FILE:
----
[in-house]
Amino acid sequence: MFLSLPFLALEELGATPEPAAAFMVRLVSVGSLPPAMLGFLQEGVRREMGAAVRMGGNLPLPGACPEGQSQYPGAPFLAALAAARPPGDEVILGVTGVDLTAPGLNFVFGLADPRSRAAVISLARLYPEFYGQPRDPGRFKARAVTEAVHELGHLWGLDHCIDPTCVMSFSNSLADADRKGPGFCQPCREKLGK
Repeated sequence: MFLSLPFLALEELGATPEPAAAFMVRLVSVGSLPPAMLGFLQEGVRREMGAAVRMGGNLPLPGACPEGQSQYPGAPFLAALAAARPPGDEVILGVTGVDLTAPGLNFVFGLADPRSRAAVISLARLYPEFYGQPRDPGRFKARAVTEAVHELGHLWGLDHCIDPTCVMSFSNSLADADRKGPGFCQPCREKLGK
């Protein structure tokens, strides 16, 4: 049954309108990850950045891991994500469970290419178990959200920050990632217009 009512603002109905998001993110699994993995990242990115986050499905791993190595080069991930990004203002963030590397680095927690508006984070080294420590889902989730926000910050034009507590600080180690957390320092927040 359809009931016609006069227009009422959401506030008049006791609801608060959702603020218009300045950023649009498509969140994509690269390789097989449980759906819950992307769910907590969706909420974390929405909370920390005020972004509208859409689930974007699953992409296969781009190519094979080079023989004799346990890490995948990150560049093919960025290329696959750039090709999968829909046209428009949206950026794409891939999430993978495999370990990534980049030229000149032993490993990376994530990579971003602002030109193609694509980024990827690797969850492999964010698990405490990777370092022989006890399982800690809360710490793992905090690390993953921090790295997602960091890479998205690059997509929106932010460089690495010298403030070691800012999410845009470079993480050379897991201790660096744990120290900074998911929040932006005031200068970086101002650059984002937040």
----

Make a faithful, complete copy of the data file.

[in-house]
Amino acid sequence: MFLSLPFLALEELGATPEPAAAFMVRLVSVGSLPPAMLGFLQEGVRREMGAAVRMGGNLPLPGACPEGQSQYPGAPFLAALAAARPPGDEVILGVTGVDLTAPGLNFVFGLADPRSRAAVISLARLYPEFYGQPRDPGRFKARAVTEAVHELGHLWGLDHCIDPTCVMSFSNSLADADRKGPGFCQPCREKLGK
Repeated sequence: MFLSLPFLALEELGATPEPAAAFMVRLVSVGSLPPAMLGFLQEGVRREMGAAVRMGGNLPLPGACPEGQSQYPGAPFLAALAAARPPGDEVILGVTGVDLTAPGLNFVFGLADPRSRAAVISLARLYPEFYGQPRDPGRFKARAVTEAVHELGHLWGLDHCIDPTCVMSFSNSLADADRKGPGFCQPCREKLGK
């Protein structure tokens, strides 16, 4: 049954309108990850950045891991994500469970290419178990959200920050990632217009 009512603002109905998001993110699994993995990242990115986050499905791993190595080069991930990004203002963030590397680095927690508006984070080294420590889902989730926000910050034009507590600080180690957390320092927040 359809009931016609006069227009009422959401506030008049006791609801608060959702603020218009300045950023649009498509969140994509690269390789097989449980759906819950992307769910907590969706909420974390929405909370920390005020972004509208859409689930974007699953992409296969781009190519094979080079023989004799346990890490995948990150560049093919960025290329696959750039090709999968829909046209428009949206950026794409891939999430993978495999370990990534980049030229000149032993490993990376994530990579971003602002030109193609694509980024990827690797969850492999964010698990405490990777370092022989006890399982800690809360710490793992905090690390993953921090790295997602960091890479998205690059997509929106932010460089690495010298403030070691800012999410845009470079993480050379897991201790660096744990120290900074998911929040932006005031200068970086101002650059984002937040």